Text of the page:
The US Supreme Court building in Washington. (AP Photo/J. Scott Applewhite)
Today the Supreme Court decided that it won’t decide the future of affirmative action. In the case of Fisher v. University of Texas, where the plaintiff, Abigail Fisher, a white woman, claimed to have been denied admission to the University of Texas at Austin because she is white. She believed that because of UT’s consideration of race in their admissions process, a practice aimed at increasing diversity, she was not able to get into her school of choice and that violated equal protection rights. The university says Fisher wouldn’t have gotten in even if race wasn’t one of the factors used to determine admission, because her grades simply weren’t good enough.
Rather than take this opportunity to decide the ultimate fate of affirmative action, the Supreme Court sent this case back to the lower US Court of Appeals for the Fifth Circuit. In a 7-1 decision (Justice Kagan recused herself), with Justice Kennedy writing the opinion, they ruled: “Under Grutter [v. Bollinger], strict scrutiny must be applied to any admissions program using racial categories or classifications. A court may give some deference to a university’s ‘judgment that such diversity is essential to its educational mission,’ 539 U. S., at 328, provided that diversity is not defined as mere racial balancing and there is a reasoned, principled explanation for the academic decision. On this point, the courts below were correct in finding that Grutter calls for deference to the University’s experience and expertise about its educational mission. However, once the University has established that its goal of diversity is consistent with strict scrutiny, the University must prove that the means it chose to attain that diversity are narrowly tailored to its goal. On this point, the University receives no deference.”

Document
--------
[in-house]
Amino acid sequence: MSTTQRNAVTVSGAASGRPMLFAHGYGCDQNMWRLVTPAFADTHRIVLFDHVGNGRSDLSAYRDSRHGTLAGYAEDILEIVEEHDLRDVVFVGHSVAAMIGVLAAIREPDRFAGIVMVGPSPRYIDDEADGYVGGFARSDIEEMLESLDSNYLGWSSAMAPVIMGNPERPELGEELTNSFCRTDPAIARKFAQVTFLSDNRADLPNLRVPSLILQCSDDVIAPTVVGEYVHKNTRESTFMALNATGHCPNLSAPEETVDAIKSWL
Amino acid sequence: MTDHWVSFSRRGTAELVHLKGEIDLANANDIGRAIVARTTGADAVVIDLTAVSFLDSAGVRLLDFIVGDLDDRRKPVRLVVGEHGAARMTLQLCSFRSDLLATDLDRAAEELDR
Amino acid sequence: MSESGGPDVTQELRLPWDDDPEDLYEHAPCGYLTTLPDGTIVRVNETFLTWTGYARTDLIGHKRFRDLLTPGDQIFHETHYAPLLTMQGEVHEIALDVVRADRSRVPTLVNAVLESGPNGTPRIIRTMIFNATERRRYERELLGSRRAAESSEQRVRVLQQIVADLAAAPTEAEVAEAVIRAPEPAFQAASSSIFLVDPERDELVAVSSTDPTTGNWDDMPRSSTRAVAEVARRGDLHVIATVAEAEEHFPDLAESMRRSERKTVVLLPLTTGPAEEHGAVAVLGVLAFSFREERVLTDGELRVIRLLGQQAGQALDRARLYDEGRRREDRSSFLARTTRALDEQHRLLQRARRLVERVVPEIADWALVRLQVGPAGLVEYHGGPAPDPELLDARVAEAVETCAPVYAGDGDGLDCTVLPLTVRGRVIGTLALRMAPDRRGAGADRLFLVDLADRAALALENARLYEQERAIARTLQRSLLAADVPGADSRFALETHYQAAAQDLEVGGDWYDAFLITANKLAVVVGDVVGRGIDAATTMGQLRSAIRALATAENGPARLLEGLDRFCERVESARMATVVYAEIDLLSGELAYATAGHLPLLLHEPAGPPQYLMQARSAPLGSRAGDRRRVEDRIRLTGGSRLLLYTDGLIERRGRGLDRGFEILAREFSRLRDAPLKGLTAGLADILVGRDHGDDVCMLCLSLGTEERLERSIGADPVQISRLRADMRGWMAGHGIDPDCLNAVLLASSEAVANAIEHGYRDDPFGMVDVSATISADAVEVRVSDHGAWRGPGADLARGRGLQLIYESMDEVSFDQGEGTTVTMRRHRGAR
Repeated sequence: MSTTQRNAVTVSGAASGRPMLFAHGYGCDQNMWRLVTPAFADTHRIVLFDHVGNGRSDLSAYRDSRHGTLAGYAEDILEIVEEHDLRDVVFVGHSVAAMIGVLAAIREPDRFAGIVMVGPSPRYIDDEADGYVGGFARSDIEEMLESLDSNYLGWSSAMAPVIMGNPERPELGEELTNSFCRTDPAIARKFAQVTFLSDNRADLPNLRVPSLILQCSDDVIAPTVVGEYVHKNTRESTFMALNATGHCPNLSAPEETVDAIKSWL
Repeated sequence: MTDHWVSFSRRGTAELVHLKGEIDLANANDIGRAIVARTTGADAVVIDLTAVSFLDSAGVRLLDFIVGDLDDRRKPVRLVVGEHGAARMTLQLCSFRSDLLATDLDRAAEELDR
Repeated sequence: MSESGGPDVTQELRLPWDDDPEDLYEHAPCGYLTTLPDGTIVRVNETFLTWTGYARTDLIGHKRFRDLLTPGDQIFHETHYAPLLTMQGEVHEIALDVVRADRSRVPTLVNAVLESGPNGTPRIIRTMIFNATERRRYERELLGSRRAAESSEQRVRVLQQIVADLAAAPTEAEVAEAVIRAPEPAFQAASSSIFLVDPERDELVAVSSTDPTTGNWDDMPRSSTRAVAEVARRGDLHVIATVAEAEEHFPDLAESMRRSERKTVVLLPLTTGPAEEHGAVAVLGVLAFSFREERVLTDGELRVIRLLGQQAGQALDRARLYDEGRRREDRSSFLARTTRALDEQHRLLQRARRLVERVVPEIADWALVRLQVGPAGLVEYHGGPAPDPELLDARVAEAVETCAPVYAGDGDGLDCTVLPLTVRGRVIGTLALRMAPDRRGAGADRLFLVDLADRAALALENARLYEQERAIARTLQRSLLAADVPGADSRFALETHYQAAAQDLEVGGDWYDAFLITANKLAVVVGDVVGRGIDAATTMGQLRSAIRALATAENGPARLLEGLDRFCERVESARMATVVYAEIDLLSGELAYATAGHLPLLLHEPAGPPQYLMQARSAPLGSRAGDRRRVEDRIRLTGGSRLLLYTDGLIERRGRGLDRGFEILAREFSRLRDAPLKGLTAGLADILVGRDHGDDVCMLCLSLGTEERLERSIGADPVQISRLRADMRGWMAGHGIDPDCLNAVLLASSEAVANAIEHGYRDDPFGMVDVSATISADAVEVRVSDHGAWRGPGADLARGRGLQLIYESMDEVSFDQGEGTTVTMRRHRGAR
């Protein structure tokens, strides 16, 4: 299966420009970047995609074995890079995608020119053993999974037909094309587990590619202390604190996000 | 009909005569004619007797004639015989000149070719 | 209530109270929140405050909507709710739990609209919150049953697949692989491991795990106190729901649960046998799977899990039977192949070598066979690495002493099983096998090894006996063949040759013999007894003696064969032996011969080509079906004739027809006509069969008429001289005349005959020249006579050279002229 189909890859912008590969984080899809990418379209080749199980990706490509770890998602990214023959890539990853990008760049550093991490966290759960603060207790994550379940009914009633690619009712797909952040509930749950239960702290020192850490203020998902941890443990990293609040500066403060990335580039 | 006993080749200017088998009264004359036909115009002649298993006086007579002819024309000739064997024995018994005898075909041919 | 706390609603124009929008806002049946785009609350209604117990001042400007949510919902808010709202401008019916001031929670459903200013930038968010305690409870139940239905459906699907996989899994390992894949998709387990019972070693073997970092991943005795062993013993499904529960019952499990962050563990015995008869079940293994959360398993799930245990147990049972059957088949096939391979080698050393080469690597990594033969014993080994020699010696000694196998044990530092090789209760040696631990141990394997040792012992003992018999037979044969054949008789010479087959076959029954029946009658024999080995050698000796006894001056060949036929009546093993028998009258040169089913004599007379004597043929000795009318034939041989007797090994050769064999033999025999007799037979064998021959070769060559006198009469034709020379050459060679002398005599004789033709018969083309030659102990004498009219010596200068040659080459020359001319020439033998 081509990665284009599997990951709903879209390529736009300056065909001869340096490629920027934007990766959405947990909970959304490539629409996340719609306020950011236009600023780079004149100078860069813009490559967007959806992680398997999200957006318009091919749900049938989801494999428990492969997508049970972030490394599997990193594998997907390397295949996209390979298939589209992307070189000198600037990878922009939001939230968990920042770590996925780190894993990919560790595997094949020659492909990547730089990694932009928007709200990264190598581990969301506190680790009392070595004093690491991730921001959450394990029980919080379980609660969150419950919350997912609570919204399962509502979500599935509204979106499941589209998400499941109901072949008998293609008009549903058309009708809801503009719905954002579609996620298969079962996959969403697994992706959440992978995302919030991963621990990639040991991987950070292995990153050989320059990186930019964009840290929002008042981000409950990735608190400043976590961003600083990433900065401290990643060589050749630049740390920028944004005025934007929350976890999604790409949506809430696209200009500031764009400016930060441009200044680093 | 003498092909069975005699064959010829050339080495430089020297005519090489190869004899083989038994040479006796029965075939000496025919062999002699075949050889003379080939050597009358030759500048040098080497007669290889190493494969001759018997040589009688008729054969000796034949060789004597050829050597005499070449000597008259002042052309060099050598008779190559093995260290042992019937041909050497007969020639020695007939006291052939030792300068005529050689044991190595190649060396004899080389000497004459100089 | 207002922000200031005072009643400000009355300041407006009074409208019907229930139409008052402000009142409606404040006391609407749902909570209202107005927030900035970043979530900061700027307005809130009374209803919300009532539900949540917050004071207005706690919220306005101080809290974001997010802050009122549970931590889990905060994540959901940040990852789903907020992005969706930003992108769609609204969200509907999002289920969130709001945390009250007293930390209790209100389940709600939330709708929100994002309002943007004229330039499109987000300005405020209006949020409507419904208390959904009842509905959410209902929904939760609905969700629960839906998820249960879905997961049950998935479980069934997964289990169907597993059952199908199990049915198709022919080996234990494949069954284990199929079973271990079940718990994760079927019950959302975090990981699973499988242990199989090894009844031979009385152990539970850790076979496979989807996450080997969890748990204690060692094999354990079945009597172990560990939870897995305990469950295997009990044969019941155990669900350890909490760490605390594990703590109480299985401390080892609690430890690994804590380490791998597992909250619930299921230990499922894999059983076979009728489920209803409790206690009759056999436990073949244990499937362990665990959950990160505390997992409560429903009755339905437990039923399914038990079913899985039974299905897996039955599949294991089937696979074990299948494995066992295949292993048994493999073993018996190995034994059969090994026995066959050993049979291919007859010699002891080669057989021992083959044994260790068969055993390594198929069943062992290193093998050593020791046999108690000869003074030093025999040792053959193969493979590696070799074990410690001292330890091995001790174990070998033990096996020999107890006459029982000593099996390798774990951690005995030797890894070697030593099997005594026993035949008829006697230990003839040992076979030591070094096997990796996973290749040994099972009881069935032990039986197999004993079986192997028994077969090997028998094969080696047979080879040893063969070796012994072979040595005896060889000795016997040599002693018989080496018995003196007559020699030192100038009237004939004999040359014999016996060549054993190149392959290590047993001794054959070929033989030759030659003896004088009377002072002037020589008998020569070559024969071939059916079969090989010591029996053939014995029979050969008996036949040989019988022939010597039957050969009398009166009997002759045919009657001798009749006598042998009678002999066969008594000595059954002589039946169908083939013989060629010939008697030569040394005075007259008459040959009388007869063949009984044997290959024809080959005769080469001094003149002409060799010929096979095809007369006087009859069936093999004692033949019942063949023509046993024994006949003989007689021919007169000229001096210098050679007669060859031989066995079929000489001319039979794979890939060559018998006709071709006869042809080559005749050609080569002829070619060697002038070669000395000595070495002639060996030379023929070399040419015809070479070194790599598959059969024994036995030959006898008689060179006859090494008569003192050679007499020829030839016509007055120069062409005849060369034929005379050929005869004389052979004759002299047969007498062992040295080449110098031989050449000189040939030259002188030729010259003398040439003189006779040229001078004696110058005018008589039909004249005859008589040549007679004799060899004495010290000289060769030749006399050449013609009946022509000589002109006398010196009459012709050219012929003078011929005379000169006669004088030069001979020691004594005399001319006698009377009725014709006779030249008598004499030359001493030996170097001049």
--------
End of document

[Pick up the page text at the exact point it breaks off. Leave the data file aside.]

In effect, this means affirmative action, for the time being, is still constitutional. However, its future is unclear. The court will take up another case involving affirmative action in March of next year.
Meanwhile, we are left to debate whether affirmative action is still necessary. You may believe, as Justice Thomas believes, that the case for affirmative action is comparable to that in favor of slavery. Or you may be less hyperbolic and simply believe, like Abigail Fisher, that any consideration of race in any way, shape or form is discriminatory and therefore has no place in our society. Or perhaps you see affirmative action as a way to promote diversity and believe diversity serves the common good.